It might sound as a disappointment to many, but Kovesi will not have the institutional competence to address everything that is wrong with a country or a sector. Corruption and fraud are covered by the EU prosecutor’s mandate only as long as they are related to EU funds.

So if Kovesi won’t be a see-it-all, do-it-all messiah, where does this leave media freedom then and why am I talking about it in the context of her job?

Well, bringing to justice crimes related to EU funds is almost impossible without the leads on the ground – work often done by a functioning free media and hard-hitting  investigative journalism that uncovers fishy deals and contracts. It is journalists that sometimes lead the way. Often media investigations chart a course for criminal investigations. The media is a key ally in uncovering crimes involving EU funds. This is particularly true of a service such as the EU’s prosecutor office that will operate from EU headquarters and will rely on leads and allies on the ground.

We can’t expect that an EU service will get all the intricate, hidden local information on its own or through cooperation with the state authorities in question. This is where media and journalists come in. 

Bulgaria – as sad I am to say this – gives a clear illustration of why Kovesi’s job could prove to be especially tough. The country ranks 111th in the world in terms of media freedom, according to Reporters without Borders. 

To illustrate the situation, one should look no further than the current scandal involving the nomination of Bulgaria’s own chief prosecutor and the simultaneous firing of a seasoned journalist who has been critical of the only candidate for Bulgaria’s top prosecutor post.

As reported by Reuters, the national radio journalist Silvia Velikova was fired for allegedly being critical of the work of the deputy chief prosecutor Ivan Geshev, who has already been selected to become Bulgaria’s next chief prosecutor. Bulgaria’s President Rumen Radev vetoed the appointment last week, so now the country is facing judicial uncertainty and protests such as the ones from today.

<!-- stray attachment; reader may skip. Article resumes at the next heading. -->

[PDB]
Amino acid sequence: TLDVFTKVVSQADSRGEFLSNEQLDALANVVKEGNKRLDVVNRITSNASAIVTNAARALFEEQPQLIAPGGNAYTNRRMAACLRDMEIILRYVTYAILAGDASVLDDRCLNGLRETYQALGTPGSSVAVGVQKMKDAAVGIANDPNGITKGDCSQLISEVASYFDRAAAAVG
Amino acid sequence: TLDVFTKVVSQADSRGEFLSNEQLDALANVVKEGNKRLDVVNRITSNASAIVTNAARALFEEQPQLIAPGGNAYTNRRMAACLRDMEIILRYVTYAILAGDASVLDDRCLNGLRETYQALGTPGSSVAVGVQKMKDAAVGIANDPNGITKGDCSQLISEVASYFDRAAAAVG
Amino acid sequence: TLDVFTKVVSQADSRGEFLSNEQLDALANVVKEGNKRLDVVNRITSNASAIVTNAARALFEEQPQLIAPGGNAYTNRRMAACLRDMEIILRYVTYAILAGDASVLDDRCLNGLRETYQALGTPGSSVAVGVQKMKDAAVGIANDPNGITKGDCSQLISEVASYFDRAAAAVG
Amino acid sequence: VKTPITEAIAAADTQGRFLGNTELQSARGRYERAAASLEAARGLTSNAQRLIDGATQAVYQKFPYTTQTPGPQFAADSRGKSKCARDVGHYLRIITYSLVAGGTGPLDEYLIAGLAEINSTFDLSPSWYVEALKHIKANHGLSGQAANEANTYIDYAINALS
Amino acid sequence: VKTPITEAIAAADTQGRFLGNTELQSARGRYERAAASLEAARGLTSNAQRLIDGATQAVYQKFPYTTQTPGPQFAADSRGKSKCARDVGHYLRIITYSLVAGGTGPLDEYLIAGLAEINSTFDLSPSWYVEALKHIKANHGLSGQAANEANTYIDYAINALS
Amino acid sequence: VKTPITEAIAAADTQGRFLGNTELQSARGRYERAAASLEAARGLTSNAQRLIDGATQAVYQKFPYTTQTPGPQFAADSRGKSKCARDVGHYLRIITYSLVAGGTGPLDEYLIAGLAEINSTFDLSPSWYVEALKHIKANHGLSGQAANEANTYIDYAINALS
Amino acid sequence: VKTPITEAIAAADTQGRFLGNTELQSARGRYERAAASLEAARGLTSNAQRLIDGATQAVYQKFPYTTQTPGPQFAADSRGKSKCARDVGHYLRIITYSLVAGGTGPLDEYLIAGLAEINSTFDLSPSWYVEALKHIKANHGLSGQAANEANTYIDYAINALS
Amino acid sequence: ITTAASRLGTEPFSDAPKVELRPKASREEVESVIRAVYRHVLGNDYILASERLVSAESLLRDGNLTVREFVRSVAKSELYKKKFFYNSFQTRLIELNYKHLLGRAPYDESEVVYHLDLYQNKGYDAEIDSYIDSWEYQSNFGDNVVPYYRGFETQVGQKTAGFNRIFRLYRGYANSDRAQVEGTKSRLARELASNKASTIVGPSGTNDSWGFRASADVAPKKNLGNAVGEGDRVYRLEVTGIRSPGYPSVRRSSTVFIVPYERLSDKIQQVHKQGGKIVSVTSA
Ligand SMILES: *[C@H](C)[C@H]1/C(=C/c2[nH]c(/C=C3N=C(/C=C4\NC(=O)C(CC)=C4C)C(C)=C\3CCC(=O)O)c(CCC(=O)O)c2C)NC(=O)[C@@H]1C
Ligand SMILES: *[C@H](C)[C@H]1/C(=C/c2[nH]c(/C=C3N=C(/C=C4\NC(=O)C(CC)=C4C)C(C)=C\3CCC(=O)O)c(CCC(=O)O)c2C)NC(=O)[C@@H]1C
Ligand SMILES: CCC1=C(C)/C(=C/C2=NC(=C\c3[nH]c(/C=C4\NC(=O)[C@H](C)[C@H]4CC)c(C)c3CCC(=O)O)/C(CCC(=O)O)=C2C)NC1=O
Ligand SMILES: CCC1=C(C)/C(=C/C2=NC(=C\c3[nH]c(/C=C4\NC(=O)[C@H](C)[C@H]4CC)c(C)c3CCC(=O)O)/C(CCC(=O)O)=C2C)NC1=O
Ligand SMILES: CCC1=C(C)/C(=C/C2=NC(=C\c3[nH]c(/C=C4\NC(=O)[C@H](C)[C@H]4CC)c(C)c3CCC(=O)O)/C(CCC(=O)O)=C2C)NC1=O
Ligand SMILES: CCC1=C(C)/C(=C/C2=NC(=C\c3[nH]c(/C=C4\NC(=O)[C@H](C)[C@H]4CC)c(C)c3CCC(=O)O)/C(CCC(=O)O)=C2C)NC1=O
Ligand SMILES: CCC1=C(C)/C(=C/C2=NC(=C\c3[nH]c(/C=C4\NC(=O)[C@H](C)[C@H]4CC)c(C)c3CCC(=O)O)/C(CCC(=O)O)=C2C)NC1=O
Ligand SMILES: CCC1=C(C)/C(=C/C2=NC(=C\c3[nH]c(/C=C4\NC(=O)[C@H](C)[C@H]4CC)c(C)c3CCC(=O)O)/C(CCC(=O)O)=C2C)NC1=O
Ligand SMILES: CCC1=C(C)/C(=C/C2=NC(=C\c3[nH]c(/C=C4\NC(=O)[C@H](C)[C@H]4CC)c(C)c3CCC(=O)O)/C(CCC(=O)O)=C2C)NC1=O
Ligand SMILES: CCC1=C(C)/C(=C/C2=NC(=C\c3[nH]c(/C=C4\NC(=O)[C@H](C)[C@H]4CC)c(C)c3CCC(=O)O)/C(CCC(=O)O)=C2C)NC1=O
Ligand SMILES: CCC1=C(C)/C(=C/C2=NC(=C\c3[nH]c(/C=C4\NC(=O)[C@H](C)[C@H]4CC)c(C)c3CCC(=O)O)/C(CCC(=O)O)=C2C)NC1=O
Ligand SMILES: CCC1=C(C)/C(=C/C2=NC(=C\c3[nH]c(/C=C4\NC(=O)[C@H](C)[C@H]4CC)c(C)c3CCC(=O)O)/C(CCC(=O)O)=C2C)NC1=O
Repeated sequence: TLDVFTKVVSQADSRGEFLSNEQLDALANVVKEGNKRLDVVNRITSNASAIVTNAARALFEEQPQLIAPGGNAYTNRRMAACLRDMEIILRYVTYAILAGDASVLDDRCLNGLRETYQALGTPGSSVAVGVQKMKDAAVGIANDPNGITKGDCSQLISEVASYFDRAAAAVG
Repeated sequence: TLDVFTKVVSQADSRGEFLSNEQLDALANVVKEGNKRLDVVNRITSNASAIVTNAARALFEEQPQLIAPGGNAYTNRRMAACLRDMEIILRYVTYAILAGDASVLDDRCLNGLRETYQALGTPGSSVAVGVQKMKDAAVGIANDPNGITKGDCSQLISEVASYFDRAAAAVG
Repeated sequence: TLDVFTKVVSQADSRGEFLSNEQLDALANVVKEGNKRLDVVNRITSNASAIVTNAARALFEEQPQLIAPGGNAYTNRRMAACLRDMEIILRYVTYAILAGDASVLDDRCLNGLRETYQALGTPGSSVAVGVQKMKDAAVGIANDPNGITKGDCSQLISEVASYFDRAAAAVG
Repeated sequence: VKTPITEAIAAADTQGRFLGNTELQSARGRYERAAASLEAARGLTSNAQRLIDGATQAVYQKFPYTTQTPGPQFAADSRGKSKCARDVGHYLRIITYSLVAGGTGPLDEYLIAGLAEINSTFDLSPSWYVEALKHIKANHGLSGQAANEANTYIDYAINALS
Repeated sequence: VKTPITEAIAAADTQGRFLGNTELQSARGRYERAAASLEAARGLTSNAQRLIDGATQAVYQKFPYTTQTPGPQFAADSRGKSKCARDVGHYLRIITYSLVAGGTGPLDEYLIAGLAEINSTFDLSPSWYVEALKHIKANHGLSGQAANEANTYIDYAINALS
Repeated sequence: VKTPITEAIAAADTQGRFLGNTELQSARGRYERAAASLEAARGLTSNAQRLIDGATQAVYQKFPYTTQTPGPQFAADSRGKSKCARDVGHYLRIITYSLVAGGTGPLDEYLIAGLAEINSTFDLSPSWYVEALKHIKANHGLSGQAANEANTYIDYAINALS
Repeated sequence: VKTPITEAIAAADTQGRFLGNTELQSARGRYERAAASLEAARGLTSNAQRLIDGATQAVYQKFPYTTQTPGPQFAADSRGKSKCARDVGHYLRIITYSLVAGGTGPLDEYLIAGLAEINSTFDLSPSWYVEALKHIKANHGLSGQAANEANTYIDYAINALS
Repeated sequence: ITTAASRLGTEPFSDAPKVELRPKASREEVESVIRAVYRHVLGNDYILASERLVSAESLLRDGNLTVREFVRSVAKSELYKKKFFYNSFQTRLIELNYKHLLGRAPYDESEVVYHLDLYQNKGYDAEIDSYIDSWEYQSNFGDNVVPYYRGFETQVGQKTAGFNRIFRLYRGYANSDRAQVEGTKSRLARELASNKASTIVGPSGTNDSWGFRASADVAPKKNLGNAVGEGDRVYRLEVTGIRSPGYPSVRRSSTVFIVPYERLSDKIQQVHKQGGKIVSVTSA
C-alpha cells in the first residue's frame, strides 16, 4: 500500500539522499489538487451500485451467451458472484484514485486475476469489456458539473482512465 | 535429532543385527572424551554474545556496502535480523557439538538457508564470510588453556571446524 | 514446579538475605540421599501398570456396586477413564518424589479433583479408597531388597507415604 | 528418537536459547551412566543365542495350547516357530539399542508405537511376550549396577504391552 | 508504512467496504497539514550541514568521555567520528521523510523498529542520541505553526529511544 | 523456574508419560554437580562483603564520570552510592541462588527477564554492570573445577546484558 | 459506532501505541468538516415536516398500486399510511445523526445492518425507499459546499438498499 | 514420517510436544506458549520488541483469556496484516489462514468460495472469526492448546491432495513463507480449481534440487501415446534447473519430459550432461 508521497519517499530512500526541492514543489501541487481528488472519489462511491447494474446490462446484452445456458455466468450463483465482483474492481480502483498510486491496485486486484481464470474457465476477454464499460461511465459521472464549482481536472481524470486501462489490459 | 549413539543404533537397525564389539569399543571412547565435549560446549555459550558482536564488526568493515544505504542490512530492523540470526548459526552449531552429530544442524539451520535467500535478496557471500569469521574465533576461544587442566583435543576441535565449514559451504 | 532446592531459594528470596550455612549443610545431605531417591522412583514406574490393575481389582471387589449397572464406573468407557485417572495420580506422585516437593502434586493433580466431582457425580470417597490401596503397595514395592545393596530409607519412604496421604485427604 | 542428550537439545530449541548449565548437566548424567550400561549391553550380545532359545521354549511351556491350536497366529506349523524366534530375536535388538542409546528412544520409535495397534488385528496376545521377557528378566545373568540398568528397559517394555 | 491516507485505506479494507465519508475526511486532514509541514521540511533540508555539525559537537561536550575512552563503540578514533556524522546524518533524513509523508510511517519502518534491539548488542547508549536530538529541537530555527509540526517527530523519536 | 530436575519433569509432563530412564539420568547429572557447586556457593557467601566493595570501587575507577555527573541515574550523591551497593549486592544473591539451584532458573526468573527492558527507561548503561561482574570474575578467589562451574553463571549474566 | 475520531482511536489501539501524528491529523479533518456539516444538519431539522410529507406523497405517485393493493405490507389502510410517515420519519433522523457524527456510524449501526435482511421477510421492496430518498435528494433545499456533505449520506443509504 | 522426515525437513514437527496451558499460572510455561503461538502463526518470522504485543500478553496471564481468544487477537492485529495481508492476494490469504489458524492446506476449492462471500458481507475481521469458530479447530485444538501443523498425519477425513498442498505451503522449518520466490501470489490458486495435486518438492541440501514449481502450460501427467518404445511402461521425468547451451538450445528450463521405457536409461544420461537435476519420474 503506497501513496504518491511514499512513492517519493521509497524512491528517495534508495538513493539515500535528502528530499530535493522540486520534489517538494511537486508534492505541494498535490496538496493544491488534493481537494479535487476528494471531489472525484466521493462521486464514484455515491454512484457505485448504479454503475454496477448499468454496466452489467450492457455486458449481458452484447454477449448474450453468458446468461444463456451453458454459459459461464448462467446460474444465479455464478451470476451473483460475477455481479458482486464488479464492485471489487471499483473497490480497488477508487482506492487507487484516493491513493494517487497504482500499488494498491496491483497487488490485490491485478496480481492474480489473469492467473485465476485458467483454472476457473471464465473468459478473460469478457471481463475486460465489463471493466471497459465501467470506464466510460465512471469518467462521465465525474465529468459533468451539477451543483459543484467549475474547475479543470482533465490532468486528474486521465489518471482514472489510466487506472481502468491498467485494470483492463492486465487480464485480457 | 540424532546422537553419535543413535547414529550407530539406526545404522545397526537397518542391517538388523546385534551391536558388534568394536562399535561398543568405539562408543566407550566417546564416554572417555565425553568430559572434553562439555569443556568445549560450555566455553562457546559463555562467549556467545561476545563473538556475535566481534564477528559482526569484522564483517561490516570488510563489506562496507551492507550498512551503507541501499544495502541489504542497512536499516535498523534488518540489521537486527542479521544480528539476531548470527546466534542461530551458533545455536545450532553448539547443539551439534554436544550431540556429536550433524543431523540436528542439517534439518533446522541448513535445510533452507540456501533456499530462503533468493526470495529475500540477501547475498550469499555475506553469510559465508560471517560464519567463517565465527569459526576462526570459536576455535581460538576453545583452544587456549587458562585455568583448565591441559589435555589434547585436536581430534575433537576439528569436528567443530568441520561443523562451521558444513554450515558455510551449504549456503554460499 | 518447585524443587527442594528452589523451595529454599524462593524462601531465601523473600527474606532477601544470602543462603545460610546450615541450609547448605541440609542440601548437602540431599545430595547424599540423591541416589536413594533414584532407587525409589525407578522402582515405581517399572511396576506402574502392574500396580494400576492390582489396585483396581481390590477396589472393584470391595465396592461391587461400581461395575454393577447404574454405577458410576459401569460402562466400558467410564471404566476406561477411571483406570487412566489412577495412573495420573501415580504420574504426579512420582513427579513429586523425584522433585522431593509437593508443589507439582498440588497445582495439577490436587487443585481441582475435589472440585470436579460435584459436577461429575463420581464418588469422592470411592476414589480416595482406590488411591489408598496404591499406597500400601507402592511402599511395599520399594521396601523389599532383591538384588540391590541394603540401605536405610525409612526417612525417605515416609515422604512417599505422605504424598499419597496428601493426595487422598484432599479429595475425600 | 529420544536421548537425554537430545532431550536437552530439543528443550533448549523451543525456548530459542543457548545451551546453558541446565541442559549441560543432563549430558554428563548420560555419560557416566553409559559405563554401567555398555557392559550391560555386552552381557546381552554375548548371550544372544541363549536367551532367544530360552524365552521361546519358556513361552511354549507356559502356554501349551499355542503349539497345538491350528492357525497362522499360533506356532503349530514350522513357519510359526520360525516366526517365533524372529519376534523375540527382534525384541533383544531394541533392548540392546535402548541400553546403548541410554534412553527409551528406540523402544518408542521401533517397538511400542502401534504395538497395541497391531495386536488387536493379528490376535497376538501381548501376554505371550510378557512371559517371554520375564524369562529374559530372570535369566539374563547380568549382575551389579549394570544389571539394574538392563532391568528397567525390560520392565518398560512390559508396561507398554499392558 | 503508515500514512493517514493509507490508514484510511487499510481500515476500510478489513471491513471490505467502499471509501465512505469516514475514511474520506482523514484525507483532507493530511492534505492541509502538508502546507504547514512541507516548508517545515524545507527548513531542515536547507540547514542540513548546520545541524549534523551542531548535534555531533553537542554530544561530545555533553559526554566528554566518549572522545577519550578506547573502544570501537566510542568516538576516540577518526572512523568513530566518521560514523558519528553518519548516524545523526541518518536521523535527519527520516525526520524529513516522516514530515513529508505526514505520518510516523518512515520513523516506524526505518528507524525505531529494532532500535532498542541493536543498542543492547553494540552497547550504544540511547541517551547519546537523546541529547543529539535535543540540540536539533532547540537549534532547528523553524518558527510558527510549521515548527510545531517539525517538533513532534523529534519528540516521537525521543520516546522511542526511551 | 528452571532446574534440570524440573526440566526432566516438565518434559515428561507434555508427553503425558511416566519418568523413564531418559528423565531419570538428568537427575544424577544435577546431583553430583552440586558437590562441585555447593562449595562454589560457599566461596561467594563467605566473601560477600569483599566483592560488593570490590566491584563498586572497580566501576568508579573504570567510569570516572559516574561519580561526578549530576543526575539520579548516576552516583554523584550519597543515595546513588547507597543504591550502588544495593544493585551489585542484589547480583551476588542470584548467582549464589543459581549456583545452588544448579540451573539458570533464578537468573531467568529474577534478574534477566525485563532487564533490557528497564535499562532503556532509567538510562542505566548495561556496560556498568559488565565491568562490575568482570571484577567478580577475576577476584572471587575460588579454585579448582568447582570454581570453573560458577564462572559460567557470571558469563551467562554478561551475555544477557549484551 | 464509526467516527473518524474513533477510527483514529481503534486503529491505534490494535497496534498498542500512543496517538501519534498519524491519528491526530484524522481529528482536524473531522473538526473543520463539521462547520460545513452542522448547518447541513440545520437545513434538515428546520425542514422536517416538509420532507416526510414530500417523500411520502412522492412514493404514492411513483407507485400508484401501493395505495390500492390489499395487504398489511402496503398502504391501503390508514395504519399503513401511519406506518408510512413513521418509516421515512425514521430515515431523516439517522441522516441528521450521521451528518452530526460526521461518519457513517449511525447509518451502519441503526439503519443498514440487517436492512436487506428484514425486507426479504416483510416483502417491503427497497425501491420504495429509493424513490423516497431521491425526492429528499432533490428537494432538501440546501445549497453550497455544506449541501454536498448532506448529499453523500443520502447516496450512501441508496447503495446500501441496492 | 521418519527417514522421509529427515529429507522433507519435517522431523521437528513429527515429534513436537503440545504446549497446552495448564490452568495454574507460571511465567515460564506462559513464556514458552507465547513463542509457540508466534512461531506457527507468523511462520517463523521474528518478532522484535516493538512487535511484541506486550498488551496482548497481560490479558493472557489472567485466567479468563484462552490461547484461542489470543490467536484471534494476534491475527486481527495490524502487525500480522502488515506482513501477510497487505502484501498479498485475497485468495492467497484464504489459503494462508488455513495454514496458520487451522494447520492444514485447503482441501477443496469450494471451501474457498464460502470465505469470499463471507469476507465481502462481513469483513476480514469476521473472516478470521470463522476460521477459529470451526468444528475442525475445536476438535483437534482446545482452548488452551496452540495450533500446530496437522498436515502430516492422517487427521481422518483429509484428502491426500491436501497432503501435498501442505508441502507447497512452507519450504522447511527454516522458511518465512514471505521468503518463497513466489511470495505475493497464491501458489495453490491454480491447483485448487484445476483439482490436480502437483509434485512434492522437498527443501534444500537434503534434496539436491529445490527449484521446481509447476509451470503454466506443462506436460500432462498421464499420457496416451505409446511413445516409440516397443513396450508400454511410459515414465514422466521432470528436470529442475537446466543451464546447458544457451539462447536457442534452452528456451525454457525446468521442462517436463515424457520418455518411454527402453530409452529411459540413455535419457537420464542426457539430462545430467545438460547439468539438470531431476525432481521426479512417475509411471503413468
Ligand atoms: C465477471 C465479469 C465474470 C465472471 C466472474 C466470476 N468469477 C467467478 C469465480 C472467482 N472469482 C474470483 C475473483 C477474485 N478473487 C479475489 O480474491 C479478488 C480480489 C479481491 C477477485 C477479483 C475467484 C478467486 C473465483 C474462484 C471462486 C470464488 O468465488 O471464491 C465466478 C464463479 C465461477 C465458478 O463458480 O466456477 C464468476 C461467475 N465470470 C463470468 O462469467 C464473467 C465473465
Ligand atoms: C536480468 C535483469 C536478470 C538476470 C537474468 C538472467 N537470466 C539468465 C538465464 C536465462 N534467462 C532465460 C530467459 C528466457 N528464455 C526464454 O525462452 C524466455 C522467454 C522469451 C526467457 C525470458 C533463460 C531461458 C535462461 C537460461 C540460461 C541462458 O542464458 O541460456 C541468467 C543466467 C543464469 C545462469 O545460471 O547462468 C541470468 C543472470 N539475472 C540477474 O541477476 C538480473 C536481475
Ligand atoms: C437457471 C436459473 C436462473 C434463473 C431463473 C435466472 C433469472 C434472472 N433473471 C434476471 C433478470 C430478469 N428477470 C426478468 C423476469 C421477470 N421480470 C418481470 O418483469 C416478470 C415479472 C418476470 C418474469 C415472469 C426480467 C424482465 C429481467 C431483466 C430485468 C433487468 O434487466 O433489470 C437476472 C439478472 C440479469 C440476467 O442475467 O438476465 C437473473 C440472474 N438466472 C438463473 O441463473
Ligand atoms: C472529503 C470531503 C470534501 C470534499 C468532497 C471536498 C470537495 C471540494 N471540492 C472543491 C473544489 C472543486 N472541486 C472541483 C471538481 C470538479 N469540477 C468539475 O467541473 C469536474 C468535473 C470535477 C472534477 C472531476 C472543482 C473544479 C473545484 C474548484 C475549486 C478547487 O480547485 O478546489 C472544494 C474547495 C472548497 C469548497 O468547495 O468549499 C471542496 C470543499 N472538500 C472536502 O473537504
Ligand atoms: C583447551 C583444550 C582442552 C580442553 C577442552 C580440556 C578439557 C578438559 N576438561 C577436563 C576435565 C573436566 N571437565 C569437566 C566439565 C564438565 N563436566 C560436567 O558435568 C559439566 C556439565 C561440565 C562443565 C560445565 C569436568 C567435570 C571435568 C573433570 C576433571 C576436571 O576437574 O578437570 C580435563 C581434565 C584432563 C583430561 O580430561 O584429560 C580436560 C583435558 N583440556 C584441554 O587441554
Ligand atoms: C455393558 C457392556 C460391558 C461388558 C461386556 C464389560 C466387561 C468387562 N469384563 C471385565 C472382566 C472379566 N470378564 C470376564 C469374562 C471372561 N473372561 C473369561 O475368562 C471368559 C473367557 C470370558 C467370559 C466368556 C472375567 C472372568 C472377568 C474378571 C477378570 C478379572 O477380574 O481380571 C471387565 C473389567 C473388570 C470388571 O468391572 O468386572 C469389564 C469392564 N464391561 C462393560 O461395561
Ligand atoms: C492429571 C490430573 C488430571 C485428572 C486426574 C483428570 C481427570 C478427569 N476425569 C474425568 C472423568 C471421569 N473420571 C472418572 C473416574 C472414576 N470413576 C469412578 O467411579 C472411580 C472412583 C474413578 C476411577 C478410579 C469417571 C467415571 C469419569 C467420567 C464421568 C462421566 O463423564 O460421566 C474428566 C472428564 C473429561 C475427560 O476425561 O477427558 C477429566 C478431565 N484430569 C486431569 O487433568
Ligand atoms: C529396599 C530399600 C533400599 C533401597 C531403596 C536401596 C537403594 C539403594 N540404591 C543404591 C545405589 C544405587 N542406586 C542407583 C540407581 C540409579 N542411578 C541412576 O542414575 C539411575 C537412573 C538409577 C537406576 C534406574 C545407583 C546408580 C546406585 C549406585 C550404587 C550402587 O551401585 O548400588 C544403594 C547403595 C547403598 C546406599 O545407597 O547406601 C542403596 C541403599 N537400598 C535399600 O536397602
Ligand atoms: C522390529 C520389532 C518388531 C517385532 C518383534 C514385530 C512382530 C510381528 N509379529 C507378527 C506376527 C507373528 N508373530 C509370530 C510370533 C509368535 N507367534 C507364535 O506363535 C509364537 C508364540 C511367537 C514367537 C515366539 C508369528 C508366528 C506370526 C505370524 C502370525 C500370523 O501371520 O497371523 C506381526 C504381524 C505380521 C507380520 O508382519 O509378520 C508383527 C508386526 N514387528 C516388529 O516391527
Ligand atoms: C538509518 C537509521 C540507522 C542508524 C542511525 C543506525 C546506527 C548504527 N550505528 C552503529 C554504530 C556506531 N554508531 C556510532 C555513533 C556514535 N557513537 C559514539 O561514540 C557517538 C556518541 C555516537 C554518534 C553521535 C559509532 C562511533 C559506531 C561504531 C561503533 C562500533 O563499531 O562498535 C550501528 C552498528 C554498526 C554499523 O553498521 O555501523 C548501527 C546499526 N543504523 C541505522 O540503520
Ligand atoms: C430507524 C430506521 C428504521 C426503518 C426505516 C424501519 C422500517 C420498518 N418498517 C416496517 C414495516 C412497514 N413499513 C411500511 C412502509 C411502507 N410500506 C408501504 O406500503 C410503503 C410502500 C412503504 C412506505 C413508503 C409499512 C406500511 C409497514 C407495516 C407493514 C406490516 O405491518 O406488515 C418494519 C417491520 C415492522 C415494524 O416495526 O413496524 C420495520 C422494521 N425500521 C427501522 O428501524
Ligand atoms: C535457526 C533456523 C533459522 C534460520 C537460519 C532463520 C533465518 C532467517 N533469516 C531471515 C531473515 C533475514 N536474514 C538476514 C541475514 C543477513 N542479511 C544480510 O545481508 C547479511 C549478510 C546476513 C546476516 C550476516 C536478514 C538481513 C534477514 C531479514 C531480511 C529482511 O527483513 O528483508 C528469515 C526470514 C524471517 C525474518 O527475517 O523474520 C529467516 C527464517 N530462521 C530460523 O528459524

Among the reasons why the chief prosecutor’s appointment has been controversial – to say the least – is the sacking of the Bulgarian Radio journalist Silvia Velikova. Her ousting caused protests by Bulgarian journalists which I have been attending, while the capital Sofia saw thousands of protesters marching in the streets against Geshev’s nomination in September, October and now, after the presidential veto.

Where the story gets interesting or horrific – or both – is that as many as four unnamed individuals made phone calls in September to the Director of the National Radio, allegedly asking for the journalist critical of the prosecutor candidate to be fired, or at least to be silenced until Geshev’s selection as chief prosecutor. The journalist Velikova was subsequently fired. She was reinstated to her post after Prime Minister Boyko Borisov spoke in her defence. And the Director of the National Radio was himself fired for stepping over by a media oversight organ.  

In Bulgaria, a persistent complaint is that journalists who ask the inconvenient questions can be removed in a heartbeat, after so much as a phone call. The suspicion remains that shady dealings – not merit – continue to play a significant role in the firings and hirings of Bulgarian journalists.

One should look no further than the stories of investigative journalists Miroluba Benatova and Genka Shikerova. They are both known as hard-hitting investigative journalists that ask the tough questions and uncover corruption and mismanagement. They are both out of job after being pressured to quit a mainstream media. 

Genka Shikerova faced severe intimidation over the years, as her car was set on fire not once but twice, in 2013 and 2014, in relation to her work on Bulgaria’s significant anti-government protests during these years.

Miroluba Benatova, on the other hand, caused massive waves with her recent revelation that she has become a taxi driver – only to surprise foreign tourists about how politically astute and knowledgeable Bulgarian taxi drivers are. “The service in Bulgaria has improved greatly”, told her a German tourist assuming he was being driven by just a regular taxi driver.

So, how is this related to Kovesi?

It is unlikely that by driving a taxi Benatova will be coming across many leads about EU funds theft, to assist Kovesi. Such a waste of talent, and also funds.

The media across Europe has a key role to play in supporting the work of the new EU prosecutor. As long as journalists in countries like Bulgaria lack the freedom to do their jobs, crimes involving EU funding will go uncovered. If Laura Kovesi wants to succeed in her new job, she will have to take context into account and recognize that in many EU states, including Bulgaria, journalists are often not allowed to do their jobs and ask the hard questions. And that’s a shame because Kovesi will not be able to do it alone.